Wild Blackberry Pie

Blackberry Pie RecipeAfter a long break, I’m back to baking. Keeping the theme of my last recipe, I’ve decided to cook up a lovely deep-purple blackberry pie. We’d picked about two kilograms of wild blackberries in August last year and they’d been sat in the freezer ever since – we couldn’t quite decided what to do with so many!

This recipe is quick, simple and delicious.

For more baking recipes like this one, make sure to follow the blog using the sidebar to the right!

Preparation time: 20 minutes

Cooking time: 30-35 minutes
Servings: 6-8 portions (Fewer if you like larger portions)

Equipment that you’ll need:
Mixing bowl
Medium sized round cake tin
Wooden Spoon
Rolling pin

Easy Blackberry PieIngredients:
For the filling
Approximately 800g blackberries
80g Caster Sugar plus extra to taste
3 tbsp water
3 tbsp Pineapple Juice (optional)

For the Pastry
250g Plain Flour
Pinch of Salt
140g cold Butter
Cold Water

Place the water, pineapple juice and 20 grams of sugar in to a large saucepan and gently heat until the mixture begins to bubble. After you can smell the pineapple juice cooking (or the water is bubbling slightly), pour half of the mixture in to a mug or bowl to use later on.

Tip in all of the blackberries, along with the remaining sugar and stir well. Cover and leave on a gentle heat while you start making the pastry. If you plan on sieving the blackberry filling, you may want to add in a good handful more to the pan.

At this point you’ll want to pre-heat your oven to about 140°C/Gas Mark 4 for your pastry to blind bake in.

Sieve the flour and salt in to a large mixing bowl before adding in the butter. (Tip: Extra cold butter makes your pastry easier to make, and keeps a better structure while baking!) Gently rub the butter in to the flour using the tips of your fingers, you should avoid using your palms as the butter will melt.

When the mixture resembles pale breadcrumbs, you can begin adding cold water. Add a tiny bit at a time, mixing with your fingers – as you add more, the mixture will begin to form a dough. Avoid making the mixture too wet as it will be very difficult to roll out and will fall apart during baking.

Your dough should now be in a soft ball that isn’t too floury or soggy. Wrap the ball loosely in kitchen roll and place in the fridge for 10 minutes. Your pastry will happily sit in the fridge if you need to spend a little extra time looking after your filling.

By now, your blackberries should have melted slightly and should be bubbling away. If not – increase the heat slightly and give it a good mix. If you used frozen blackberries, like me, you’ll notice that your filling has a more liquid texture. You can drain off any excess liquid until you reach the consistency that you like. Set the mix to one side and leave to cool.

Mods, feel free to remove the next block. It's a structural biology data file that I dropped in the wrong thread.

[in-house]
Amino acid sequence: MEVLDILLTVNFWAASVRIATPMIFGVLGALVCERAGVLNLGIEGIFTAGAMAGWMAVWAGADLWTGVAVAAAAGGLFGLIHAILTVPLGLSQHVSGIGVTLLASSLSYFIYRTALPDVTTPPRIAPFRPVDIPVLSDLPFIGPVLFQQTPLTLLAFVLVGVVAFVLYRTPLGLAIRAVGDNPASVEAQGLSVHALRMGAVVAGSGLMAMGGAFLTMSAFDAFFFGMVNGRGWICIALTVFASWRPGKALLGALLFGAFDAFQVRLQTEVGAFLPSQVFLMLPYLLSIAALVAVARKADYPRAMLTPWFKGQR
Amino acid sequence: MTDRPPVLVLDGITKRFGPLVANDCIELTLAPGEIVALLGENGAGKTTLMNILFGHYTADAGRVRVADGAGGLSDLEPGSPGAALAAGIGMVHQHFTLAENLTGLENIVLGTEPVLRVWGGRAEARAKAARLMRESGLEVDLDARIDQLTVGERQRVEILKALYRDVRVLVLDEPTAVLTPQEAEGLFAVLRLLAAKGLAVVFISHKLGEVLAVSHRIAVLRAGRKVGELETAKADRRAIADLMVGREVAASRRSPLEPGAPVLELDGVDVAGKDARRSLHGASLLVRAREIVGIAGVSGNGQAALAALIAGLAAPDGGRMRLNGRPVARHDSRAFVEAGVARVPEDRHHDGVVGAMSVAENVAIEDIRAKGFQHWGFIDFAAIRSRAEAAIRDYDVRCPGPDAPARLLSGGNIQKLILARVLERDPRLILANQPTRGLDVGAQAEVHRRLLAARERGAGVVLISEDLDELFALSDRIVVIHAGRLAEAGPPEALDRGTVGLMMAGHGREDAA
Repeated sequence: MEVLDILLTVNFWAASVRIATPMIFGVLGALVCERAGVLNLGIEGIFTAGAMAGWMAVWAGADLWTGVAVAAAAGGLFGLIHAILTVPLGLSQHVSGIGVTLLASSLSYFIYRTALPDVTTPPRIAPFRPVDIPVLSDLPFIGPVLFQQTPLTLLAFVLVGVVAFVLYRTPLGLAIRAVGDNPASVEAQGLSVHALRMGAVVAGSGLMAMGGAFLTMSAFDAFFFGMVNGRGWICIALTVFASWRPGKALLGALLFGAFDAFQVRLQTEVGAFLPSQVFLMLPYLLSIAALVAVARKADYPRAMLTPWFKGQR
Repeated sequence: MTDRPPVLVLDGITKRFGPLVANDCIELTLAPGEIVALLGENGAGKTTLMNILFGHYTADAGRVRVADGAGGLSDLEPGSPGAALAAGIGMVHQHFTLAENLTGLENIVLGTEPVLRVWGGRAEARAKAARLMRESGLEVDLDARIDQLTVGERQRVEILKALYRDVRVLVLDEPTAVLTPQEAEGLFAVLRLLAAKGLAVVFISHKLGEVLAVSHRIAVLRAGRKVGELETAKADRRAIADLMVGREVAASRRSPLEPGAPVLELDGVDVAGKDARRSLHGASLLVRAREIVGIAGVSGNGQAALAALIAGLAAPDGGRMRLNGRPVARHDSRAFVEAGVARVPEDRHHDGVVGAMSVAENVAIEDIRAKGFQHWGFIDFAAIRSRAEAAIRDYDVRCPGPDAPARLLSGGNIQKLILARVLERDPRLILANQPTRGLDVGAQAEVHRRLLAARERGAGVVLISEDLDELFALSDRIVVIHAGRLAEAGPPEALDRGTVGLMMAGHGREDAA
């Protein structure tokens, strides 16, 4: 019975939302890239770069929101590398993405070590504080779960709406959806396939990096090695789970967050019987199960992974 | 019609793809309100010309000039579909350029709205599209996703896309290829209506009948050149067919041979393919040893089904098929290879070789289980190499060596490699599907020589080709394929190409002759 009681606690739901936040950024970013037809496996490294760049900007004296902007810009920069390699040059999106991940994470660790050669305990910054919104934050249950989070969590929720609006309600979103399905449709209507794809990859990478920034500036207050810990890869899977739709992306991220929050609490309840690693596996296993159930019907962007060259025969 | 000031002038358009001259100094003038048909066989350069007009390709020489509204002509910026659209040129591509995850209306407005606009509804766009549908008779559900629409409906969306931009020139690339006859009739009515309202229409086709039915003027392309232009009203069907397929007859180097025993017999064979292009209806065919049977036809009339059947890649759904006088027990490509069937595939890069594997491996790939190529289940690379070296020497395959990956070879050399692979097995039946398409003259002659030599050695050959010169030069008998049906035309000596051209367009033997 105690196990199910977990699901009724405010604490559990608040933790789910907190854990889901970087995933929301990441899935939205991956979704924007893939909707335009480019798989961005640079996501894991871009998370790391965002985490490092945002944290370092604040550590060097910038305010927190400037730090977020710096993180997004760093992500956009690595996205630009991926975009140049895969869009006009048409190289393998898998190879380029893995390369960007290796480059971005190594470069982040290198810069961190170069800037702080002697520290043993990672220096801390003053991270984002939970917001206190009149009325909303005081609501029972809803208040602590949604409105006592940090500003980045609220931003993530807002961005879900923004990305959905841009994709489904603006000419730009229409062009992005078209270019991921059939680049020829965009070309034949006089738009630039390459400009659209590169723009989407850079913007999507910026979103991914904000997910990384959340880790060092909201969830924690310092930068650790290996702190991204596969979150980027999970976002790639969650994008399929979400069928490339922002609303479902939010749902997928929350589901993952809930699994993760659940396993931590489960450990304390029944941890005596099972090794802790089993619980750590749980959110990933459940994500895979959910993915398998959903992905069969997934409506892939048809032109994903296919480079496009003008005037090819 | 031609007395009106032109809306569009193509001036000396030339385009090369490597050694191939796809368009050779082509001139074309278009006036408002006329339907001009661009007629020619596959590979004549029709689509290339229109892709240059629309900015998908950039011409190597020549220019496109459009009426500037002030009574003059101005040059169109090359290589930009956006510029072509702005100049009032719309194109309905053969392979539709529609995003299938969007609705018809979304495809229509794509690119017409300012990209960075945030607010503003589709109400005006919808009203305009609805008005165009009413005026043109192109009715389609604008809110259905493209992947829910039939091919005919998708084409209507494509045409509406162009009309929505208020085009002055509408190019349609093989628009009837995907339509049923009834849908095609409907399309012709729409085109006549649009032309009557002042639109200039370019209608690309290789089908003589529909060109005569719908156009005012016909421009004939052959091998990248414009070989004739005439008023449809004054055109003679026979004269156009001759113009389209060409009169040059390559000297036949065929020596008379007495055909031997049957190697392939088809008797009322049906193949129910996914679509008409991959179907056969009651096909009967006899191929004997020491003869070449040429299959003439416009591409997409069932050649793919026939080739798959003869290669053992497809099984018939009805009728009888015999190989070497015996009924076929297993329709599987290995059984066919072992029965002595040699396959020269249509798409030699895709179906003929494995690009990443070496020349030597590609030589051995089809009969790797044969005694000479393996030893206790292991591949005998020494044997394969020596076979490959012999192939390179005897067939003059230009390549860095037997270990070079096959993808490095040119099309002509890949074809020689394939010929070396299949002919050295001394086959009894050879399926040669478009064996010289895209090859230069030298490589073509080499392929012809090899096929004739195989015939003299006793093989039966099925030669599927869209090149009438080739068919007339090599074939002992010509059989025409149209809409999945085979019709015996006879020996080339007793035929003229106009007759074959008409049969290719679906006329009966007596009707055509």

When you take the dough out of the fridge, it should be smoother and firmer. Split the dough in to two pieces and place one back in the fridge – roll out one half to roughly 1.5-2cm thick, enough to be double the size of your cake/pastry tin. Gently lay the pastry on to your tin, making sure to tuck it snuggly in to the corners – this will help prevent air bubbles during cooking. I used a tin with a removable bottom so that I’d be able to easily take it out after the pie is finished. Line with greaseproof paper and fill with baking beans or dry rice.

Place the pastry case in to the 140°C/Gas 4 oven for about 7-8 minutes, or until the pastry becomes more firm. After this is done, remove the greaseproof and baking beans and place the pastry back in the oven for 4-5 minutes.

While this is in the oven, you can roll out the other half of the dough. This will form the lid. I decided upon a loose lattice weave top (directions on how to make this here!), but you’re welcome to make a solid pastry lid. After you remove the pastry case from the oven, increase the heat to 180°C/Gas 6.

Taste your blackberry filling and add more sugar if you’d like it sweeter. You can also sieve the mixture if you’d like the pips removed.

Gently pour the thick, gooey blackberry filling in to the pastry case – making sure all the edges are filled. Add your freshly crafted pastry top to the pie, making sure that it’s sealed all around the edges. Remember the pineapple mixture that we kept to one side earlier? Use a pastry brush to lightly paste the syrup over the pastry – avoid adding too much as parts of your pastry will struggle to brown.

Place in the middle of your 180°C/Gas 6 oven for about 30-35 minutes, or until golden brown.

After my pie was finished, I left it in the cake tin for approximately 30 minutes to cool. I used the handy removable bottom to lift the pie out of the tin and place on a cooling rack.

I’d suggest placing the pie in the fridge for a few hours after it’s completely cooled to allow the filling to set – but you’re welcome to dive in if you just can’t wait. Tastes incredible with cream or vanilla ice cream.

Allergen InformationThis recipe has the following allergens; Wheat, Gluten, Milk and may contain traces of nuts. Refer to the ingredients list of individual products for more information.

This entry was posted in Pies, Recipes and tagged , , , , , , , , , , , , , , . Bookmark the permalink.

2 Responses to Wild Blackberry Pie

Leave a Reply

Fill in your details below or click an icon to log in:

WordPress.com Logo

You are commenting using your WordPress.com account. Log Out /  Change )

Google+ photo

You are commenting using your Google+ account. Log Out /  Change )

Twitter picture

You are commenting using your Twitter account. Log Out /  Change )

Facebook photo

You are commenting using your Facebook account. Log Out /  Change )

Connecting to %s